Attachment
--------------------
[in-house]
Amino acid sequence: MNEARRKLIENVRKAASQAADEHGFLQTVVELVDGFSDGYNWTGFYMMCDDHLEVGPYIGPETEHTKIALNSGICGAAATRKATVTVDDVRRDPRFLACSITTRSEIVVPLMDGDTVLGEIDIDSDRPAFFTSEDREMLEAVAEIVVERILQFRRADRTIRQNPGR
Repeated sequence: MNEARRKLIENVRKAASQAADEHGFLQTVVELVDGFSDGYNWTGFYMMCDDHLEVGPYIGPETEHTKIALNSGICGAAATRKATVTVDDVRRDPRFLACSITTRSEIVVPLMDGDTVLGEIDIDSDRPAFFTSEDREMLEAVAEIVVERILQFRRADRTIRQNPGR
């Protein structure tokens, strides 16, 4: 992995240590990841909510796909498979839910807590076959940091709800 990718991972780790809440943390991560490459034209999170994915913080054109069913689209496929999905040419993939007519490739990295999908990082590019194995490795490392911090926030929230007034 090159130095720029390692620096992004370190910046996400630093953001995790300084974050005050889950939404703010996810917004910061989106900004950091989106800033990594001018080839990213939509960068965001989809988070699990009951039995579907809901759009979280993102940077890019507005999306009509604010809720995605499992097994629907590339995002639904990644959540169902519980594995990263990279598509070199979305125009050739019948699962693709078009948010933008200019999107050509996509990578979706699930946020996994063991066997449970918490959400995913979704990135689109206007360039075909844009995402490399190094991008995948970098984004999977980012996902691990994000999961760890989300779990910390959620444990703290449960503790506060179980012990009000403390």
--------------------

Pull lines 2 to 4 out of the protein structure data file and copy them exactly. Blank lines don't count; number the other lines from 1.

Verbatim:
Amino acid sequence: MNEARRKLIENVRKAASQAADEHGFLQTVVELVDGFSDGYNWTGFYMMCDDHLEVGPYIGPETEHTKIALNSGICGAAATRKATVTVDDVRRDPRFLACSITTRSEIVVPLMDGDTVLGEIDIDSDRPAFFTSEDREMLEAVAEIVVERILQFRRADRTIRQNPGR
Repeated sequence: MNEARRKLIENVRKAASQAADEHGFLQTVVELVDGFSDGYNWTGFYMMCDDHLEVGPYIGPETEHTKIALNSGICGAAATRKATVTVDDVRRDPRFLACSITTRSEIVVPLMDGDTVLGEIDIDSDRPAFFTSEDREMLEAVAEIVVERILQFRRADRTIRQNPGR
């Protein structure tokens, strides 16, 4: 992995240590990841909510796909498979839910807590076959940091709800 990718991972780790809440943390991560490459034209999170994915913080054109069913689209496929999905040419993939007519490739990295999908990082590019194995490795490392911090926030929230007034 090159130095720029390692620096992004370190910046996400630093953001995790300084974050005050889950939404703010996810917004910061989106900004950091989106800033990594001018080839990213939509960068965001989809988070699990009951039995579907809901759009979280993102940077890019507005999306009509604010809720995605499992097994629907590339995002639904990644959540169902519980594995990263990279598509070199979305125009050739019948699962693709078009948010933008200019999107050509996509990578979706699930946020996994063991066997449970918490959400995913979704990135689109206007360039075909844009995402490399190094991008995948970098984004999977980012996902691990994000999961760890989300779990910390959620444990703290449960503790506060179980012990009000403390």